Made me think further on the reverence that people all over the world have for their childhood home. The bond with where they spent their childhood and where they grew up. What made the spirit of the old cat visit? Did I do the wrong thing in not collecting the body and taking it home? I’ve heard bible studying religionists say that such visitations are of the Devil and are brought on by people who delve in mysticism, tarot readings etc. (which I suspect in part, is true). But we don’t do any of that and I was preoccupied with some reading matter at the time. The dog, not me, was shown the vision. A few years later, we made sure Princess the other (14 years old) cat and 17 years old Mishka were planted out the back. All our pets, as in heaps of homes, are extended family. Pets get to know their owners as only the owners know them and the bond is strong, is it not?
Don Pike, Four Mile Creek.
Response to Tony Story (Vol. 46 No. 12).
Wow, and thank you for your letter. Yes, Dr Story/Storey, is in fact Dr George Fordyce.
The Cottons of Kelvedon, Francis and Anna Maria(Tilney) Cotton, have a private family cemetery on the Kelvedon property; although I have not inspected this myself (on the to do list) I have been sent pictures. When Dr Story’s health is in decline, it is noted amongst the Cotton family in their letters. I would be eager to swap notes at some time as I am keen to connect as much early Tasmanian information as possible.
If you have followed this anecdotal account from the start, it may be apparent that I was making private records to gain perspective of my family history in a touchy/feely informal way – but then I got hooked. I’ve followed my family’s early roots from the Buckland, Springbay and Maria Island communities (and still going). Then, this wasn’t enough because although the people were linked everyone (yep, everyone) was a character – perhaps because of the sparse population. I became fascinated and passionate with absolutely everyone’s history and the community’s evolvement and ties.
Through historical papers, old newspapers, inquests, court hearings, wills, electoral roles, other historians, family members, personal letters and many hours in the archives,(with an increase in my glasses strength) the addiction started. Some minor events have been edited out for the Valley Voice, however in my family compilation I have a brief summary of all characters mentioned. I’ve traced the family trees of some to track the inter-familial junctions, where they had settled, and yes, to find the colourful characters.
Admittedly I’m no writer – just got the bug now.
I hope you’ll submit your stories to the Valley Voice as your ties to the area are closer than mine.
When the Valley Voice was looking for input I tried to inspire a few people to write but they were either too shy or just unsure; so I bit the bullet and thought if I start hopefully a few more will come forward with more local content. I for one am looking forward to reading more material of that nature and I hope you will share yours.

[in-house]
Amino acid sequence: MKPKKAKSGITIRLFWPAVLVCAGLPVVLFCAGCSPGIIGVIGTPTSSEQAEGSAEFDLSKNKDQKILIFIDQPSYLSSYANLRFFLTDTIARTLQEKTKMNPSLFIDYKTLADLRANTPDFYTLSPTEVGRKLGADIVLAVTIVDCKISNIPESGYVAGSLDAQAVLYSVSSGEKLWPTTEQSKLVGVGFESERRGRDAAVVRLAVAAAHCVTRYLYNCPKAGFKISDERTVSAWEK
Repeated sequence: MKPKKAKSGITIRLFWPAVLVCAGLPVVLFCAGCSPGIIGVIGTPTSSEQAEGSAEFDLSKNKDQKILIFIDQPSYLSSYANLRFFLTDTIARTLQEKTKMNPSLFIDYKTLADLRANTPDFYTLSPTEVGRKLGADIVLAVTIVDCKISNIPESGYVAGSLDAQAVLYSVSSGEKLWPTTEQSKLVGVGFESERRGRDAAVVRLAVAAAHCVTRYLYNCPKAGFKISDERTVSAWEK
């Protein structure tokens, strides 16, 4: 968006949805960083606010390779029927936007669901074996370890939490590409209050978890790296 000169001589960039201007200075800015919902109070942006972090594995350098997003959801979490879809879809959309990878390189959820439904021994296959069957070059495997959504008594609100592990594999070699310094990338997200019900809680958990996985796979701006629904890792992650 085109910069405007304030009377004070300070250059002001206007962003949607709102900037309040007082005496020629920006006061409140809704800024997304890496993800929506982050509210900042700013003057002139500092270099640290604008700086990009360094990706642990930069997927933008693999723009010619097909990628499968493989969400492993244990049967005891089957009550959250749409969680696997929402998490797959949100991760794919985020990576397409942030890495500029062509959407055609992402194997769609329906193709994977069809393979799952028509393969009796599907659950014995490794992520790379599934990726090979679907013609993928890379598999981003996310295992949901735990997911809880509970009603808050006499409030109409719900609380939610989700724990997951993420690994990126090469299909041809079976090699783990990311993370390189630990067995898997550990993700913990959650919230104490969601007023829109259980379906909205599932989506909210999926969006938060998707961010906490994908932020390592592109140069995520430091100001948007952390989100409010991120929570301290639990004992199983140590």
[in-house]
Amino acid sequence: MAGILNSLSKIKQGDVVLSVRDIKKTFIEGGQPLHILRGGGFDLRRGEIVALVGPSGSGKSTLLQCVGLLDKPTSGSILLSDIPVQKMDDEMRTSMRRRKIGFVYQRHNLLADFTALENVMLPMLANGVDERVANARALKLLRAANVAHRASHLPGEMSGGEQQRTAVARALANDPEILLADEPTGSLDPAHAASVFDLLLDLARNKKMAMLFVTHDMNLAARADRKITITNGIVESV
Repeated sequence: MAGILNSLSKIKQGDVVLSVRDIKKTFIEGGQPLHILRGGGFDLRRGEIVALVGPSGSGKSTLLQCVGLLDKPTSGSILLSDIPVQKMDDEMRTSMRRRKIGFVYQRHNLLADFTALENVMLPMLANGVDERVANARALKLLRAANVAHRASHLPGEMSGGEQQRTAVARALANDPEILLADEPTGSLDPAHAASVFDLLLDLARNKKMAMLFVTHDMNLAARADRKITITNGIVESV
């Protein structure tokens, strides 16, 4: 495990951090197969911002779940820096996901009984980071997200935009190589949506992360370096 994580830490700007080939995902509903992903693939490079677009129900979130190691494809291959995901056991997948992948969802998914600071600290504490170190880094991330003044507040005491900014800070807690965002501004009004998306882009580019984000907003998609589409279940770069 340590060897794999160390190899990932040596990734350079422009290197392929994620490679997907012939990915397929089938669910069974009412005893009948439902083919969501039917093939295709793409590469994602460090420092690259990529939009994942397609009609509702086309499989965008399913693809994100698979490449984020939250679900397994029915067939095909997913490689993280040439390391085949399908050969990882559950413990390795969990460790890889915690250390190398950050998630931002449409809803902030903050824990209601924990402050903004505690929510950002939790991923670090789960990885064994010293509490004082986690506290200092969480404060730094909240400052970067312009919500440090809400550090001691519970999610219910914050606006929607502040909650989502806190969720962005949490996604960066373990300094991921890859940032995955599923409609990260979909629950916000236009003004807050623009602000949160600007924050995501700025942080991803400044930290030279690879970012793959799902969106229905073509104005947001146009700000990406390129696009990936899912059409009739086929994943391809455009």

Thanx for reading
Lynne Dawes, Seven Mile Beach.
Diana Foster’s idea of People Poles (V.V. September 26th) is brilliant!
How about their ‘home’ being on the block on the corner of Groom and Story Street? David Clement had a vision for this site being a memorial/historic sculpture park. It is ideally suited with the historic cottages still existing on Groom Street.
We have a similar idea as Diana for the three huge aged radia pines on Dalmayne Road. We have approached BODC about this. We envisage lopping the trees then cutting sections in the butts and painting murals in each section of the history of Gray: Dalmayne Coal Mine, Gray Post Office, the Gray School, the two churches and Tassie tigers at Thorne’s Marsh.
Removing old historic trees in an area eliminates hazards and creates tourist attractions as is apparent at Campbell Town, Perth, St Helens etc. Every town has the right to preserve and display its historic identity. Speaking of which, we have another idea – a convict memorial cemetery at the river front by the old jail in Fingal similar to the Convict Cemetery at Glen Dhu, Launceston. Ideas need translating to action so where do we go from here?
Peter and Beverley Rubenach, Gray.
What an interesting paper you have; I learnt about Eric Bean, who sounds like he and his wife did a remarkable job. I read a beaut story by Don Pike (my maiden name), saw how C&D Excavations are community minded, laughed at young photos of Out of the Woodwork and with the car photos, was delighted with the piece on the Asylum Seekers, not because they moved but because of the author’s view point and kindness. Good to read about Rita and Ian; David Brewster has a nice way of talking but the teeth business was not a good subject for lunch time eaters! I hate a model or anyone being paid $42 million. The woman who successfully sued re the auto cruise makes the mind boggle oh silly of silliest judgements!!! I’m grateful for the historical writings and research behind the scenes.